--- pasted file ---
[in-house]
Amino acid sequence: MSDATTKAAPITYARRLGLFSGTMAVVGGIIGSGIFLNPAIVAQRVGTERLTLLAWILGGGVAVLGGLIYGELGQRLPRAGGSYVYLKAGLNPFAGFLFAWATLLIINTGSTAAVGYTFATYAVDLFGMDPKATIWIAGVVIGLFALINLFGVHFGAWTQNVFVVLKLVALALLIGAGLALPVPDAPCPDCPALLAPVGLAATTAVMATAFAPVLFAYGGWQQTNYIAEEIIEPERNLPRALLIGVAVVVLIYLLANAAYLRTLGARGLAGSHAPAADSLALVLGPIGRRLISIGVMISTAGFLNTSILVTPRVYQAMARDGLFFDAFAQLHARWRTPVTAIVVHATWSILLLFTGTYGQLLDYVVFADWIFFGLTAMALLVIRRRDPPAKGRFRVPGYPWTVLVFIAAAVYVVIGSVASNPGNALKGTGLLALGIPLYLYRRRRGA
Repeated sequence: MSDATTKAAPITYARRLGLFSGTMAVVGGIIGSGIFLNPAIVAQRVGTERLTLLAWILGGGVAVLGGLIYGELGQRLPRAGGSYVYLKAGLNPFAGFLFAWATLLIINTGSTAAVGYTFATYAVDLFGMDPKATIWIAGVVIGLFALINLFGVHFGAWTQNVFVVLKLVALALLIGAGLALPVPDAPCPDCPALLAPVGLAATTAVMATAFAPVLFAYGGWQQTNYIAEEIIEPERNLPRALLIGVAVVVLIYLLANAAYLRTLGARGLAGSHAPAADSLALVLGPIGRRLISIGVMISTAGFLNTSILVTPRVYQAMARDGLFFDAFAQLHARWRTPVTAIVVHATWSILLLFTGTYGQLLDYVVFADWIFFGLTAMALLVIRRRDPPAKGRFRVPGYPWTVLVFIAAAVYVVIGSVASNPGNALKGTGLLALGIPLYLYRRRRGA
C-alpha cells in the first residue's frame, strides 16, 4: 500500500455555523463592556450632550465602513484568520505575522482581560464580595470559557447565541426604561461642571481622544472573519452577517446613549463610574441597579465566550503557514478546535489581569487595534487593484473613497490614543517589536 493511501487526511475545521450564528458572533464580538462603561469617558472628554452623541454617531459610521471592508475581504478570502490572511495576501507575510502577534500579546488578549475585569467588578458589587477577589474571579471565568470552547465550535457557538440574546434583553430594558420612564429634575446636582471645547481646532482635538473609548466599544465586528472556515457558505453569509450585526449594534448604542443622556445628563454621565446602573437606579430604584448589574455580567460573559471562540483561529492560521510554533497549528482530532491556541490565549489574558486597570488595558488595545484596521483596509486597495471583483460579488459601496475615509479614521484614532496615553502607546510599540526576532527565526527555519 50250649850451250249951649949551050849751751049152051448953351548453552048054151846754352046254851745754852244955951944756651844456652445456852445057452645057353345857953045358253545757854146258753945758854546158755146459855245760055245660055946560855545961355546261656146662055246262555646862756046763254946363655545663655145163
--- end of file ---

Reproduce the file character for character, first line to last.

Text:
[in-house]
Amino acid sequence: MSDATTKAAPITYARRLGLFSGTMAVVGGIIGSGIFLNPAIVAQRVGTERLTLLAWILGGGVAVLGGLIYGELGQRLPRAGGSYVYLKAGLNPFAGFLFAWATLLIINTGSTAAVGYTFATYAVDLFGMDPKATIWIAGVVIGLFALINLFGVHFGAWTQNVFVVLKLVALALLIGAGLALPVPDAPCPDCPALLAPVGLAATTAVMATAFAPVLFAYGGWQQTNYIAEEIIEPERNLPRALLIGVAVVVLIYLLANAAYLRTLGARGLAGSHAPAADSLALVLGPIGRRLISIGVMISTAGFLNTSILVTPRVYQAMARDGLFFDAFAQLHARWRTPVTAIVVHATWSILLLFTGTYGQLLDYVVFADWIFFGLTAMALLVIRRRDPPAKGRFRVPGYPWTVLVFIAAAVYVVIGSVASNPGNALKGTGLLALGIPLYLYRRRRGA
Repeated sequence: MSDATTKAAPITYARRLGLFSGTMAVVGGIIGSGIFLNPAIVAQRVGTERLTLLAWILGGGVAVLGGLIYGELGQRLPRAGGSYVYLKAGLNPFAGFLFAWATLLIINTGSTAAVGYTFATYAVDLFGMDPKATIWIAGVVIGLFALINLFGVHFGAWTQNVFVVLKLVALALLIGAGLALPVPDAPCPDCPALLAPVGLAATTAVMATAFAPVLFAYGGWQQTNYIAEEIIEPERNLPRALLIGVAVVVLIYLLANAAYLRTLGARGLAGSHAPAADSLALVLGPIGRRLISIGVMISTAGFLNTSILVTPRVYQAMARDGLFFDAFAQLHARWRTPVTAIVVHATWSILLLFTGTYGQLLDYVVFADWIFFGLTAMALLVIRRRDPPAKGRFRVPGYPWTVLVFIAAAVYVVIGSVASNPGNALKGTGLLALGIPLYLYRRRRGA
C-alpha cells in the first residue's frame, strides 16, 4: 500500500455555523463592556450632550465602513484568520505575522482581560464580595470559557447565541426604561461642571481622544472573519452577517446613549463610574441597579465566550503557514478546535489581569487595534487593484473613497490614543517589536 493511501487526511475545521450564528458572533464580538462603561469617558472628554452623541454617531459610521471592508475581504478570502490572511495576501507575510502577534500579546488578549475585569467588578458589587477577589474571579471565568470552547465550535457557538440574546434583553430594558420612564429634575446636582471645547481646532482635538473609548466599544465586528472556515457558505453569509450585526449594534448604542443622556445628563454621565446602573437606579430604584448589574455580567460573559471562540483561529492560521510554533497549528482530532491556541490565549489574558486597570488595558488595545484596521483596509486597495471583483460579488459601496475615509479614521484614532496615553502607546510599540526576532527565526527555519 50250649850451250249951649949551050849751751049152051448953351548453552048054151846754352046254851745754852244955951944756651844456652445456852445057452645057353345857953045358253545757854146258753945758854546158755146459855245760055245660055946560855545961355546261656146662055246262555646862756046763254946363655545663655145163